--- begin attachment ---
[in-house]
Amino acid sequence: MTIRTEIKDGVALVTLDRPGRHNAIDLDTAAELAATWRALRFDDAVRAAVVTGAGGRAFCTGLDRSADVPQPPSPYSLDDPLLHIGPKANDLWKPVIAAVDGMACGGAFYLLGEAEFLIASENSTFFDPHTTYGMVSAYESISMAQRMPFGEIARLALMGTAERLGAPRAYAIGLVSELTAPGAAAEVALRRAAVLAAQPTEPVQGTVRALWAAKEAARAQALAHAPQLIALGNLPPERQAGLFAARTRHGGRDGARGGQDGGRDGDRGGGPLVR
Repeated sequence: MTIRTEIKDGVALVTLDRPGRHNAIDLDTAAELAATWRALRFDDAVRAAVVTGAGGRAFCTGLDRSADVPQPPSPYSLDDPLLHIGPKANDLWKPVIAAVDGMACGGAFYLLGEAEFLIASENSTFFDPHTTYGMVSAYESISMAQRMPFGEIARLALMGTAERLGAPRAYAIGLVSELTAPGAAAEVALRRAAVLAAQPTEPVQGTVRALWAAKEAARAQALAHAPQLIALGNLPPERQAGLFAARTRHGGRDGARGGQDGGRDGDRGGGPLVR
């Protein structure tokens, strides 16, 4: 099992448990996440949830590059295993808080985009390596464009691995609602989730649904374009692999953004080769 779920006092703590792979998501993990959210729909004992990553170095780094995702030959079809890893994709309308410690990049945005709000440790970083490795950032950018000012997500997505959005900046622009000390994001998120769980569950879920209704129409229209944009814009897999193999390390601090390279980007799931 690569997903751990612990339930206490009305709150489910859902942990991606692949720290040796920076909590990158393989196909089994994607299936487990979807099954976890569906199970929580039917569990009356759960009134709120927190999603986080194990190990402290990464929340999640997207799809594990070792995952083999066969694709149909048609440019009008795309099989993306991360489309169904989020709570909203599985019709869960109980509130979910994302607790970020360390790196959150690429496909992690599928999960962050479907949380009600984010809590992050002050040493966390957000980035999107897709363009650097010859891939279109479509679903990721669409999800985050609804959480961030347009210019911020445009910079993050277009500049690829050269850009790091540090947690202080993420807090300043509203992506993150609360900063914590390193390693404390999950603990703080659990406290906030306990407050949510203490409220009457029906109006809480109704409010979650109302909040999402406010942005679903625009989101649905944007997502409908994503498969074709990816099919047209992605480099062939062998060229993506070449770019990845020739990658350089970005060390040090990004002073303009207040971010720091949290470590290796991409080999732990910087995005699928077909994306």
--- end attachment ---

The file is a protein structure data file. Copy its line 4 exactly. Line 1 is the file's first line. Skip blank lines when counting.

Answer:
């Protein structure tokens, strides 16, 4: 099992448990996440949830590059295993808080985009390596464009691995609602989730649904374009692999953004080769 779920006092703590792979998501993990959210729909004992990553170095780094995702030959079809890893994709309308410690990049945005709000440790970083490795950032950018000012997500997505959005900046622009000390994001998120769980569950879920209704129409229209944009814009897999193999390390601090390279980007799931 690569997903751990612990339930206490009305709150489910859902942990991606692949720290040796920076909590990158393989196909089994994607299936487990979807099954976890569906199970929580039917569990009356759960009134709120927190999603986080194990190990402290990464929340999640997207799809594990070792995952083999066969694709149909048609440019009008795309099989993306991360489309169904989020709570909203599985019709869960109980509130979910994302607790970020360390790196959150690429496909992690599928999960962050479907949380009600984010809590992050002050040493966390957000980035999107897709363009650097010859891939279109479509679903990721669409999800985050609804959480961030347009210019911020445009910079993050277009500049690829050269850009790091540090947690202080993420807090300043509203992506993150609360900063914590390193390693404390999950603990703080659990406290906030306990407050949510203490409220009457029906109006809480109704409010979650109302909040999402406010942005679903625009989101649905944007997502409908994503498969074709990816099919047209992605480099062939062998060229993506070449770019990845020739990658350089970005060390040090990004002073303009207040971010720091949290470590290796991409080999732990910087995005699928077909994306």